Photonic Solutions Enewsletter

Traveling Wave Mach-Zehnder Modulator (TW-MZM) Photonic Integrated Circuit (PIC) Design in OptSim Circuit

Optical modulators are essential components for the transmission of information through optical fibers. An optical modulator with Mach-Zehnder interferometer structure can be driven by either a lumped electrode or a “travelling wave” electrode. The RC time-constant of the lumped electrode can limit the speed of operation of the modulator. In the travelling-wave design, the electrode is designed as a transmission line. Hence the electrode capacitance is distributed and higher modulation speeds can be achieved.   

The 2015.06 version of OptSim™ Circuit, an RSoft™ Photonic System Design Suite product, adds electrical and optical circuit elements required to design a photonic integrated circuit (PIC) of the travelling wave Mach-Zehnder modulator (TW-MZM).

The layout, as shown below, comprises of bidirectional PIC elements such as two traveling wave optical phase shifters, optical splitter 1x2 and combiner 2x1 with user-defined power ratio. 

Traveling Wave Mach-Zehnder modulator

Layout of a Traveling Wave Mach-Zehnder modulator PIC with microwave circuit connecting the electrodes to the generator and load impedances

Each traveling wave phase shifter has an optical waveguide and a surrounding electrical transmission line introducing change in waveguide’s refractive index and propagation loss. The interaction between the electrical and optical signals is distributed along the propagation direction [1]. Thermal behavior of the waveguide (and hence modulator) is modeled via derivative of effective index and propagation loss as functions of temperature.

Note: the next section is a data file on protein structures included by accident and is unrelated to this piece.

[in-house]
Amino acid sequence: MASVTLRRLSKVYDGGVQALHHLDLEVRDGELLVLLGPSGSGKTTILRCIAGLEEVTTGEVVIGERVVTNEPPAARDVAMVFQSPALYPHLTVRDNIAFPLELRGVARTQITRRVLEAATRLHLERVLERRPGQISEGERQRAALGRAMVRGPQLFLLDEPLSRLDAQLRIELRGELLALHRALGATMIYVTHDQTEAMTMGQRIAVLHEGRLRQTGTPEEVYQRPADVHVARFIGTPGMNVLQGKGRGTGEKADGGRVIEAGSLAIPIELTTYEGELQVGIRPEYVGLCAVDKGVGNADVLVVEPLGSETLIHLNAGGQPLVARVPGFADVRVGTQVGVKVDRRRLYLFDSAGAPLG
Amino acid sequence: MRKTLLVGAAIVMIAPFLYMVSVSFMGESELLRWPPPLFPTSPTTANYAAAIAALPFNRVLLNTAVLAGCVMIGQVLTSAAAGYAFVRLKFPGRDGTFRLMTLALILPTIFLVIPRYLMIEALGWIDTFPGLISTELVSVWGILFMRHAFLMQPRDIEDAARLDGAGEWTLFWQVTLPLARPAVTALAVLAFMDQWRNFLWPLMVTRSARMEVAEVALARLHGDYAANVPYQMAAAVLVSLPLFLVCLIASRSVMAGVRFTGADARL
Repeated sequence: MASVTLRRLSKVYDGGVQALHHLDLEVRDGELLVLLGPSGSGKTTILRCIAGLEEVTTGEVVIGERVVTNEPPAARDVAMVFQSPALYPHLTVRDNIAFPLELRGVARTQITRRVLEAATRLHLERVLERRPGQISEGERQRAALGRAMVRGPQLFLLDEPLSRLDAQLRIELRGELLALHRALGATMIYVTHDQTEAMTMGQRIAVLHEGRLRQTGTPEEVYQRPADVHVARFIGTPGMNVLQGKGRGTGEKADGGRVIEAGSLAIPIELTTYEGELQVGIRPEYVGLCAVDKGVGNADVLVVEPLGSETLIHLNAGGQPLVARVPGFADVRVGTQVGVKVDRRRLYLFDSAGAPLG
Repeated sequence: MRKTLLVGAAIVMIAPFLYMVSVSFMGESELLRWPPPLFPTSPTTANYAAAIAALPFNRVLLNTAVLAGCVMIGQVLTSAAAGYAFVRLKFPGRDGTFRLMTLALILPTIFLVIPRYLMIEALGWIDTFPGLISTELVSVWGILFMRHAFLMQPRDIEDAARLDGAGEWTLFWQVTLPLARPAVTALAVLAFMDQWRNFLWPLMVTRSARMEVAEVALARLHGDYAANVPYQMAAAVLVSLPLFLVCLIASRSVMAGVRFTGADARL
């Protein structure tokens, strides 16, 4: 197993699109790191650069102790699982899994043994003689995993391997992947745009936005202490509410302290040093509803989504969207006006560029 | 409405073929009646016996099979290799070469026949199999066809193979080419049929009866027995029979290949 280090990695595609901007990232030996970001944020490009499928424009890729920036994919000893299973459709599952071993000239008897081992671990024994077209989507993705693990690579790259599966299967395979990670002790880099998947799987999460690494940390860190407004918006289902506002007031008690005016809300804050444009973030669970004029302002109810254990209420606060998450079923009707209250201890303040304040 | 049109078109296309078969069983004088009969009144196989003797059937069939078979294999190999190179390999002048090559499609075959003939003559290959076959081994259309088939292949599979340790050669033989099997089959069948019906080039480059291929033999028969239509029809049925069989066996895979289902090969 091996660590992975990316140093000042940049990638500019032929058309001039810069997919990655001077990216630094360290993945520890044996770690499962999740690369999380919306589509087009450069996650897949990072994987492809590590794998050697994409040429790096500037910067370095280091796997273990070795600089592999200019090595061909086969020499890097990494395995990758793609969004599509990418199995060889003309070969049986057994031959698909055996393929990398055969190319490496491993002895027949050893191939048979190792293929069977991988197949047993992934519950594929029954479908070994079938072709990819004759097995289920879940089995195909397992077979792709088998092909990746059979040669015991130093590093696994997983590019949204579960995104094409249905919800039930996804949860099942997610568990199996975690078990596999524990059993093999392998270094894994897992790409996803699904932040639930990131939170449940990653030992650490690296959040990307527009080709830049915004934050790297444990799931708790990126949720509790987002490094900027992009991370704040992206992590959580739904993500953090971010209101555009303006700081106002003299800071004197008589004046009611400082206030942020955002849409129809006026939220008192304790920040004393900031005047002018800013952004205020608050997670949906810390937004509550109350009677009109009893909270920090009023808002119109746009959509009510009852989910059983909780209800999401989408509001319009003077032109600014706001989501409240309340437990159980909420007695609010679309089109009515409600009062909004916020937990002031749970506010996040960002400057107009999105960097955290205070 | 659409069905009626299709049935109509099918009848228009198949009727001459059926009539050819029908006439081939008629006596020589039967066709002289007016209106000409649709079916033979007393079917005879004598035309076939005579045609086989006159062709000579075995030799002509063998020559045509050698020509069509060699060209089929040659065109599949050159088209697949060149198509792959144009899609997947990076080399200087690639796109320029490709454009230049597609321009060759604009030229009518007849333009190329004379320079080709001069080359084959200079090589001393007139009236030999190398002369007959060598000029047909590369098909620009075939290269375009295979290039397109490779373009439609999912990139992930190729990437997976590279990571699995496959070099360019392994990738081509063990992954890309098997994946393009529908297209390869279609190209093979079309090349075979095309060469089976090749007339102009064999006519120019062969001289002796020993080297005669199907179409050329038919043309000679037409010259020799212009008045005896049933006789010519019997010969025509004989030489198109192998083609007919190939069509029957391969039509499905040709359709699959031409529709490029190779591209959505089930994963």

The layout above also includes a microwave circuit for the traveling electrodes connections composed of a transmission line, a first impedance mismatch between the generator and the phase shifter electrode, and a second impedance mismatch between the phase shifter electrode and the load.

When there is no mismatch between the impedances of the generator, travelling wave electrode and load, there are no electrical reflections and the back-to-back received eye is wide open:

received signal and eye diagrams

Back-to-back received signal and eye diagrams with no impedance-mismatch

However, when there’s a mismatch between the impedances of the generator, travelling wave electrode and load, the impact of the electrical microwave reflections originating from the load to the circuit performance are pronounced well:

received eye diagrams with increasing impedance-mismatc

Back-to-back received eye diagrams with (left to right) increasing impedance-mismatch

The performance of the TW-MZM also depends on the matching between the effective index of the optical waveguide and the electrical transmission line. A similar analysis using OptSim Circuit would show that ideal matching results in nearly infinite bandwidth while even a small mismatch (say, 10%) can adversely affect the performance.

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[1]  K. Zu, V. Saxena, X. Wu, and W. Kuang, “Design considerations for travelling-wave modulator-based CMOS photonic transmitters,” IEEE Transactions on Circuits and Systems – II: Express Briefs, vol. 62, no. 4, pp. 412-416, April 2015.

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